Anyone who has experienced jet lag knows this: It can make or break your entire trip. And falling victim to the travel-induced grogginess can be a waste of time (i.e. snoozing instead of sightseeing) and money.
I once flew from Atlanta to Indonesia, which took nearly a full day of travel, and when I arrived it was nine in the morning. I should have had a whole day ahead of me enjoying a new country, but instead, thanks to jet lag, I spent all day in bed ... sleeping.
Our bodies are 'set' to our home time zone even though we are physically in a different time zone. The experience of jet lag is our body being confused about its sleep/wake rhythm.
Dr. Julie Grant, Ph.D.
Dr. Julie Grant, Ph.D., sleep psychologist at Atlanta Insomnia & Behavioral Health Service, says the reason this happens is because “our bodies are 'set' to our home time zone even though we are physically in a different time zone. So the experience of jet lag is our body being confused about its sleep/wake rhythm."
Grant says symptoms of jet lag are typically extreme fatigue, reduced concentration, headaches, irritability and daytime sleepiness. “It is helpful to think of what you may feel like if suddenly awakened in the middle of deep sleep,” she adds.
If you're flying across multiple time zones for a once-in-a-lifetime adventure or important business trip, then you certainly don't want to spend prime time daytime hours snoozing or have to get through the day like a walking zombie. The good news is, mitigating the effects of jet lag can be quite simple, if you know how to prepare for it.
Start by building a pre-trip routine
Experts suggest that you should get acclimated to the time zone of your destination a few days before you depart by eating, sleeping and doing other activities on that new time zones schedule. Depending on whether you are flying east or west, exposure to additional light in the morning or afternoon a number of days before departure will help shift your internal rhythms. The same thing goes for meals. Try fasting until the breakfast of your new time zone, then eat the following meals accordingly.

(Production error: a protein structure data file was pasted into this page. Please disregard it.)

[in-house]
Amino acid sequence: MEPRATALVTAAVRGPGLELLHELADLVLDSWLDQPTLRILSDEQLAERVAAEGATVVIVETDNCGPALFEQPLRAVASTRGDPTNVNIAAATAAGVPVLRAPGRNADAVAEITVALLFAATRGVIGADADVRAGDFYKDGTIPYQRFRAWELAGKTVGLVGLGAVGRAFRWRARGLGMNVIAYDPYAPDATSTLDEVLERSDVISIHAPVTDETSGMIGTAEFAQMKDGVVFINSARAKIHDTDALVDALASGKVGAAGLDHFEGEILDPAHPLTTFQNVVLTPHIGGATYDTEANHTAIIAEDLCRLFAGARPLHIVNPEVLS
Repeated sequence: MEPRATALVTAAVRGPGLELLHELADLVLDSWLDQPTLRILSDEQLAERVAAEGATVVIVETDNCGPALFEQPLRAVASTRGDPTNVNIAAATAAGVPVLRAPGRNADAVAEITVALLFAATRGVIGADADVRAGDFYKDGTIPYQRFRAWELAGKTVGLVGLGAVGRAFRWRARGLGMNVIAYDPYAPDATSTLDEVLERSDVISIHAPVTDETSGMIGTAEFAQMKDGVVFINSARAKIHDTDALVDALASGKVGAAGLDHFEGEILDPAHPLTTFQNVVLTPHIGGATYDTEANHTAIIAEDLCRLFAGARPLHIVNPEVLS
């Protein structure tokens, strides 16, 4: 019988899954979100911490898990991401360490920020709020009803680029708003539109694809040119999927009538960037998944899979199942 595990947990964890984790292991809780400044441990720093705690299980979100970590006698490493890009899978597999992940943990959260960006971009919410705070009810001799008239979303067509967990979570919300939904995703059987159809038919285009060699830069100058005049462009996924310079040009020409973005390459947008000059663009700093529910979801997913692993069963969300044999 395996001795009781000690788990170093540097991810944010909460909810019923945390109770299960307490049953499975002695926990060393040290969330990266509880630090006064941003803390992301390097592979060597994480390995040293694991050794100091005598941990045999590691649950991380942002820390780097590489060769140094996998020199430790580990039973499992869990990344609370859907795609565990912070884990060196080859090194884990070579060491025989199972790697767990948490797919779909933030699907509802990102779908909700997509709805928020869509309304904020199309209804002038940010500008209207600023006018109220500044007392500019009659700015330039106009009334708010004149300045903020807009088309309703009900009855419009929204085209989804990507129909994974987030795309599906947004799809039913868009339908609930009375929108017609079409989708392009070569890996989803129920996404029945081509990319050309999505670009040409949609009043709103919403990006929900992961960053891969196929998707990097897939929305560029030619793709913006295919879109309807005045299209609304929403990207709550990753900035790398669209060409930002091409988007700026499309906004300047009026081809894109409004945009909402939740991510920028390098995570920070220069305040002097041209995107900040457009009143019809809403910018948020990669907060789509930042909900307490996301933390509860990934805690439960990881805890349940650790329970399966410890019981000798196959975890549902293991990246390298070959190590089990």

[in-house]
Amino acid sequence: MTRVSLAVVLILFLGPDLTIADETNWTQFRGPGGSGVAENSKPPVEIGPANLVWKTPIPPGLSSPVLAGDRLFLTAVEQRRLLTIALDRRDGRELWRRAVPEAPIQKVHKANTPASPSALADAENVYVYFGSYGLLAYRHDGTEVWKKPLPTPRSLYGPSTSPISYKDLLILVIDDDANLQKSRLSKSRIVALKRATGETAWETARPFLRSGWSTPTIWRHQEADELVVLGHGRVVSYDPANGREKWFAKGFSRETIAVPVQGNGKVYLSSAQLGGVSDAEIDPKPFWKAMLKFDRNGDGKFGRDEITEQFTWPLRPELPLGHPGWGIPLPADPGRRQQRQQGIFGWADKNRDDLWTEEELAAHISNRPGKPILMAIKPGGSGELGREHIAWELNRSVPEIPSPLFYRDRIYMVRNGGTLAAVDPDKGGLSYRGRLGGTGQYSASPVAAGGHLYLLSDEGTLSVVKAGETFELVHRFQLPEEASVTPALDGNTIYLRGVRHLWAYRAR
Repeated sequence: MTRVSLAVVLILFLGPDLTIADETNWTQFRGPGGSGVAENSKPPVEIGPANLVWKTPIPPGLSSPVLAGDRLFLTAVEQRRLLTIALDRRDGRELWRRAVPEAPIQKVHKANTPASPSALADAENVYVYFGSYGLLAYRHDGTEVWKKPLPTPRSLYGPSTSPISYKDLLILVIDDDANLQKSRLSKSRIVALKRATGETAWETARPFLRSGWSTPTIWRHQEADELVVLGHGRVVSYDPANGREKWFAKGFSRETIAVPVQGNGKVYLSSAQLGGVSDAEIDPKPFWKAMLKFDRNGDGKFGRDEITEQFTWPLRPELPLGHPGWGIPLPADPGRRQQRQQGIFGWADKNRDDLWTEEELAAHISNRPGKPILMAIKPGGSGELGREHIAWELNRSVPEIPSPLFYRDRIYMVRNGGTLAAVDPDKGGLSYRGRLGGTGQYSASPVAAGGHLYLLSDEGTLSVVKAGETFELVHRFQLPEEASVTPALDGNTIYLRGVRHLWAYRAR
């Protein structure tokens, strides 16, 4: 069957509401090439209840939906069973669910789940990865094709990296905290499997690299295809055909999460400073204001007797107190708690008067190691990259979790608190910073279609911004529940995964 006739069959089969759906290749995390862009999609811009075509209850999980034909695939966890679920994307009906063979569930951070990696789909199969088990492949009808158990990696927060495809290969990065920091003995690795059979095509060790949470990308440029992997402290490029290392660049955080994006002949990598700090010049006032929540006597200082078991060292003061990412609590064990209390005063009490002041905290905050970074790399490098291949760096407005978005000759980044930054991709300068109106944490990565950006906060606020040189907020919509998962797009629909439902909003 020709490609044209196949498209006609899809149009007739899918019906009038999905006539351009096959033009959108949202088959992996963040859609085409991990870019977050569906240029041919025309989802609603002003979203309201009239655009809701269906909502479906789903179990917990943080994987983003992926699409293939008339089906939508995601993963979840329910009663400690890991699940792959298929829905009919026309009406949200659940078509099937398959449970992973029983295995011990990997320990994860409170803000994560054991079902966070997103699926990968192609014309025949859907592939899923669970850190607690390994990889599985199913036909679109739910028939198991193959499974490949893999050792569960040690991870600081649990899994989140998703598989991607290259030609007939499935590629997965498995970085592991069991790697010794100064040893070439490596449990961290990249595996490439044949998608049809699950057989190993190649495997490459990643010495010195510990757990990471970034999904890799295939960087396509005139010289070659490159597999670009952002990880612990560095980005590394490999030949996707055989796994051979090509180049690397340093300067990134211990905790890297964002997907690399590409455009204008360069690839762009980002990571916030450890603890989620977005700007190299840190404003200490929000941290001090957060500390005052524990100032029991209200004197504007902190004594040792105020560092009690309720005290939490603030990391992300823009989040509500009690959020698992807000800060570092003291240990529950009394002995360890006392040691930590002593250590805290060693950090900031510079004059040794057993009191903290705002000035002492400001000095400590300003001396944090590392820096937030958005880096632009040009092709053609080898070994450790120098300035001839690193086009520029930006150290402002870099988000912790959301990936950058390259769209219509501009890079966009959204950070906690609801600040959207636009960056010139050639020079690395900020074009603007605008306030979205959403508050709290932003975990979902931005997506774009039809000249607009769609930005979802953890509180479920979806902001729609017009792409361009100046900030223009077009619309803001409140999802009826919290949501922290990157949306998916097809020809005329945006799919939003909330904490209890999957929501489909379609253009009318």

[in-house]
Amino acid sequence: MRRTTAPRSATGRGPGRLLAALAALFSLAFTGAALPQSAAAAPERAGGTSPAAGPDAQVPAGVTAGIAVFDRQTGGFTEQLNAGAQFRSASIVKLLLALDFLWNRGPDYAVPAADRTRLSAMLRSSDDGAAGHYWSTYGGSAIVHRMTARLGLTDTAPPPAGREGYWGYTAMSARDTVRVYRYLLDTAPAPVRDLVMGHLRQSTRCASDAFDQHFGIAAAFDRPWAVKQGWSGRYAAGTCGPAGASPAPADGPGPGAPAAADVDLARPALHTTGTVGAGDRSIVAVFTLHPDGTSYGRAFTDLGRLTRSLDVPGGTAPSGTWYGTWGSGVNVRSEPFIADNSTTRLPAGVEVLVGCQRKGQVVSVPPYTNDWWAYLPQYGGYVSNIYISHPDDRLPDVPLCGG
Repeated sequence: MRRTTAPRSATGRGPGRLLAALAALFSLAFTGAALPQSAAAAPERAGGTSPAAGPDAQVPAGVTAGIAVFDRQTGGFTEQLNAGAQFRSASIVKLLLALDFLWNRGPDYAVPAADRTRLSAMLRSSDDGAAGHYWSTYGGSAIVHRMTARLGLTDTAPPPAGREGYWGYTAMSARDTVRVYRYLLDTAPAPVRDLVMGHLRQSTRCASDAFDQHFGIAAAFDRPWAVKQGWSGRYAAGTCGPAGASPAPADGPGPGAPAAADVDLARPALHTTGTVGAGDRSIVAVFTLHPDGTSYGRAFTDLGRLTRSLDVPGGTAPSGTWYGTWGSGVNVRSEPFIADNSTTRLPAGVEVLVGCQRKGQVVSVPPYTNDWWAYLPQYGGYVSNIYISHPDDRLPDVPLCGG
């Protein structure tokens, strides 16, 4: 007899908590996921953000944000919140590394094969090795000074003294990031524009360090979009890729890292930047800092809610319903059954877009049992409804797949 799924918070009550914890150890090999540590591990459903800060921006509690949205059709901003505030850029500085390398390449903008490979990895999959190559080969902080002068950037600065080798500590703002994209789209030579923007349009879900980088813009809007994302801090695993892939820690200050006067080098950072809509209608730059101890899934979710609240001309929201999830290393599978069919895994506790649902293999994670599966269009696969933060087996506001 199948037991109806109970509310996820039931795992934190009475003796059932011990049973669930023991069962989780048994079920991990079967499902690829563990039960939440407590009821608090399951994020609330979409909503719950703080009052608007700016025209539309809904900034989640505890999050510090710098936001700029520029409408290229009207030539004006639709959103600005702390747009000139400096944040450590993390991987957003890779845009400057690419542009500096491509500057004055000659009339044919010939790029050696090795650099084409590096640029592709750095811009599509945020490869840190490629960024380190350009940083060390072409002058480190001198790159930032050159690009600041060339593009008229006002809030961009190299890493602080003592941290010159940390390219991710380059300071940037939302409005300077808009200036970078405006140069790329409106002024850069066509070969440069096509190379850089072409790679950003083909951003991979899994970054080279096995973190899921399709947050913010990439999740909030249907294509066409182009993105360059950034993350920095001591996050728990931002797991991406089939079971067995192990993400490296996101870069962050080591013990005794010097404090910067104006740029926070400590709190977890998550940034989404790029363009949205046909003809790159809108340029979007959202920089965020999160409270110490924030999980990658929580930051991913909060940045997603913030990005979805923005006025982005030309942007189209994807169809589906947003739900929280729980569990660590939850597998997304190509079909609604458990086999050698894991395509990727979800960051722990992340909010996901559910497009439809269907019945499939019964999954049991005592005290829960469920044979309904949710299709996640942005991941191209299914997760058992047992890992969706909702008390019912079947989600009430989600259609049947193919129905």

One caveat when adjusting your schedule: don't sacrifice the amount of sleep you get. “Travel is stressful and we often wait until the last minute to get all our to-do's done. Try to avoid that trap and aim for a minimum of seven hours of sleep per night in the nights leading up to departure,” Grant says.
In addition to setting your sleep schedule, frequent traveler Scott Eddy, who takes up to 35 trips a year, says he does things to boost his immune system, too. “The day before my flight, I always take vitamins and drink twice the normal amount of water I would normally drink.” Grant says “hydration is a big key." Dehydration can compromise your immune system, which opens you up to getting sick.
And you may want to make other lifestyle adjustments as well. Travel writer Sue Reddel of the “Food Travelist” says that she “walks a lot on most of our trips. So we start walking several miles a day [ahead of the trip] so that our feet, back and legs are ready to go.”
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What you can you do on the plane
Eddy says this is when he really regulates his sleep. “If I know I'm arriving somewhere in the morning the last thing I want to do is arrive tired, so I make sure to sleep on the plane so I wake up feeling fresh and I don't lose the whole day. Also the opposite if I land somewhere and it's 8 o'clock at night ... I want to make sure to not sleep on the plane.”
Reddel recommends that you “change the time on your watch to match the new time. It will help make a mental, as well as physical, shift easier.”